By Kateriine Orav, Department of Neurology, North Estonia Medical Center, Tallinn, Estonia
There is no shortage of interesting research E-Posters this year so let’s continue the virtual walk in the Poster Gallery…
The worldwide meta-analysis GLOBAL DIFFERENCES IN RISK FACTORS, AETIOLOGY AND OUTCOME OF ISCHAEMIC STROKE IN YOUNG ADULTS A WORLDWIDE META-ANALYSIS ON INDIVIDUAL PATIENT DATA: THE GOAL-INITIATIVE (Jacob MA et al) highlights significant ethnic and regional differences in risk factors and mortality among 18-50 year old stroke patients. The authors emphasize that this should serve as a call to action to improve healthcare facilities in low- and middle-income countries.
An important cause for stroke in young adults is cerebral venous thrombosis. The authors of so far the largest study on DECOMPRESSIVE NEUROSURGERY FOR PATIENTS WITH CEREBRAL VENOUS THROMBOSIS. A PROSPECTIVE MULTICENTER REGISTRY (DECOMPRESS2) (Ferreira J et al) reported higher mortality and functional dependence than have previous retrospective studies. However, by 6 months 2/3 of patients were alive and 1/3 were independent, so this study supports the current ESO-guidelines for CVT, which provide a strong recommendation for decompressive neurosurgery in patients with CVT with impending herniation.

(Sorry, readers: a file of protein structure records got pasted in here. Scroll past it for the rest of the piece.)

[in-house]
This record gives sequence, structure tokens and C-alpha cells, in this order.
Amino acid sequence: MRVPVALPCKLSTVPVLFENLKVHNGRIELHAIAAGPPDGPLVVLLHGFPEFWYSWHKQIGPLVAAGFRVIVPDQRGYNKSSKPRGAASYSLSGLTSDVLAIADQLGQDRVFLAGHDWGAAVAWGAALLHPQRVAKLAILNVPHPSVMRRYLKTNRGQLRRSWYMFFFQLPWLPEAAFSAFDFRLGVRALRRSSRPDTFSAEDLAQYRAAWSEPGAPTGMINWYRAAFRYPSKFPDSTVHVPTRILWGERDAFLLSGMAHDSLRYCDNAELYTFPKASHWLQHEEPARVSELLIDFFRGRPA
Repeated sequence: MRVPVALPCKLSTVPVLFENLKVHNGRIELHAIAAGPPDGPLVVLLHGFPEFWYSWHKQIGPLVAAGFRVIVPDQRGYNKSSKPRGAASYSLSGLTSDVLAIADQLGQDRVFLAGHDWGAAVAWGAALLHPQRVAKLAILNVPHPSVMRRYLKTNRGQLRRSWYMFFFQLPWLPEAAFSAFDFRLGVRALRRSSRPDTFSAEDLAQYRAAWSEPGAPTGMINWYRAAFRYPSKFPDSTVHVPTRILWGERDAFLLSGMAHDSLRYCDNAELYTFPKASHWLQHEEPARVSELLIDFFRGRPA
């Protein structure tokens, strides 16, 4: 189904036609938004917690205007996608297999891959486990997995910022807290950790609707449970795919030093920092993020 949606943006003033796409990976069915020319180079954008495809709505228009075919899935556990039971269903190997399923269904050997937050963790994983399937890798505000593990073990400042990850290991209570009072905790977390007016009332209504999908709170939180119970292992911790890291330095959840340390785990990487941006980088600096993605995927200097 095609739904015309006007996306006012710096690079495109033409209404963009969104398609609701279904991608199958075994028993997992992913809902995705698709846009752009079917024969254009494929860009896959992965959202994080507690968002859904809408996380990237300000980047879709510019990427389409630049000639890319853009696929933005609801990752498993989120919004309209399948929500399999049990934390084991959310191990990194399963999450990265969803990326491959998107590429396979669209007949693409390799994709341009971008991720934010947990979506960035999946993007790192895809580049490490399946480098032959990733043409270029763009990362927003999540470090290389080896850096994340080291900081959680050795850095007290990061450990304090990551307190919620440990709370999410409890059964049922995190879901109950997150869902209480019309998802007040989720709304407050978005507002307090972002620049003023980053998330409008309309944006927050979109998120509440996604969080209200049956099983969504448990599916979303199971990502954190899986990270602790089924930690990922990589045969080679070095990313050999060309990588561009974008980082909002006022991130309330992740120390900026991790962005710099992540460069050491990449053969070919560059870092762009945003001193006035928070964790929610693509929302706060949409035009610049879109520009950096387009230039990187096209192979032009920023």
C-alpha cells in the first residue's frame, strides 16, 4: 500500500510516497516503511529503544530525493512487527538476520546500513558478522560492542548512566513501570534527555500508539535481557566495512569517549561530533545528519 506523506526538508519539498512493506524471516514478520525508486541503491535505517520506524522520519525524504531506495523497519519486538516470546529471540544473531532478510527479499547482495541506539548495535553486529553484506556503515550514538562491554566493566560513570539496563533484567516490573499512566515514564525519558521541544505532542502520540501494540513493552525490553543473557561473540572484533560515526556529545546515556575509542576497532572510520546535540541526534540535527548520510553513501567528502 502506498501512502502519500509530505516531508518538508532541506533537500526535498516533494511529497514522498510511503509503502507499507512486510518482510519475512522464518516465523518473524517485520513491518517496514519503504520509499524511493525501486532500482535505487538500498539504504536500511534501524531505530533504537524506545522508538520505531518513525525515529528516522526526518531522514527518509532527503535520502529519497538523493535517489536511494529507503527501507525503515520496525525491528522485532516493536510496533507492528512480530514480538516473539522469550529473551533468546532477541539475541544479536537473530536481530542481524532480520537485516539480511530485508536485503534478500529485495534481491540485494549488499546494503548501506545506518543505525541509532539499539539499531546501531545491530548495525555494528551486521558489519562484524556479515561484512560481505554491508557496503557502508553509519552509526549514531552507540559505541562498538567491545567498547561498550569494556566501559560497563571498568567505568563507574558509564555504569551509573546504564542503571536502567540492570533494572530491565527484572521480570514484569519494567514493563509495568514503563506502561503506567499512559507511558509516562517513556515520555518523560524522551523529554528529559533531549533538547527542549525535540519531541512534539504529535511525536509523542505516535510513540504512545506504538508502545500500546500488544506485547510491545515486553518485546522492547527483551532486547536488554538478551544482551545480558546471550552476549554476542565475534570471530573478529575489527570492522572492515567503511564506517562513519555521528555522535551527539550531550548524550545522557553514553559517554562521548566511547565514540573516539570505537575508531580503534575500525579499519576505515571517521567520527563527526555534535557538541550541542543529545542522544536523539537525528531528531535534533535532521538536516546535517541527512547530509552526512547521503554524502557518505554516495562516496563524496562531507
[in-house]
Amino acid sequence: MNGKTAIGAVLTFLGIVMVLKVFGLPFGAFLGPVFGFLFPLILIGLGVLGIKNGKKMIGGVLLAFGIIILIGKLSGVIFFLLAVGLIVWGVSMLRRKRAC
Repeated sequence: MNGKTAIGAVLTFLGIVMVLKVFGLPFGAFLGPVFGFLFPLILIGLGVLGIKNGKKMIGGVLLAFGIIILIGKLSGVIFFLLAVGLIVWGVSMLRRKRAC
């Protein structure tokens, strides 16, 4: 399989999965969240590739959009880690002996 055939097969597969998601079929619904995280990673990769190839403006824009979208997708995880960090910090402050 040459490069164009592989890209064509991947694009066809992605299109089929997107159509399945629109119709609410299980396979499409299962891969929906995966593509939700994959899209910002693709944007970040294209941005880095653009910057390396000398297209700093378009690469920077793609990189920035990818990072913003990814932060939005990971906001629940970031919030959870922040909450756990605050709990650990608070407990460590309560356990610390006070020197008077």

The question of bridging with intravenous thrombolysis before endovascular therapy remains unresolved, especially in patients who are admitted directly to EVT capable hospitals. THE IMPACT OF INHOUSE BRIDGING THROMBOLYSIS ON FUNCTIONAL OUTCOME IN PATIENTS WITH LARGE VESSEL OCCLUSION STROKE – FINDINGS FROM THE GERMAN STROKE REGISTRY (Maier I et al) study reports that inhouse bridging therapy was associated with improved functional outcome in LVO patients so this strategy can’t be completely written off. What could aid in the choice is if we had better models to predict the risk of symptomatic intracerebral hemorrhage, for example as described in the study PERSONALIZED RISK PREDICTION OF SYMPTOMATIC INTRACEREBRAL HEMORRHAGE AFTER STROKE THROMBOLYSIS USING MACHINE LEARNING MODEL (Wang F et al).
The Czech study TRANSPORT STRATEGY FOR ISCHEMIC STROKE PATIENTS WITH LARGE VESSEL OCCLUSION: OUR EXPERIENCE (Černik D et al) brings to our attention that interhospital transport time could be much quicker for drip-and-ship patients if the same medical rescue team who brought the patient to the first stroke center transferred the patient to the comprehensive stroke center once the imaging is done and IVT started. And talking about being faster, IDENTIFICATION OF LARGE VESSEL OCCLUSION ON NON-CONTRAST CT USING A DEEP LEARNING SOFTWARE (Olive-Gadea M et al) could be very useful for choosing where to transport stroke patients in mobile stroke units.
Much more great research is just a click away so I strongly suggest taking a stroll in the gallery before the end of the conference. And enjoy the remaining talks of the ESO-WSO conference!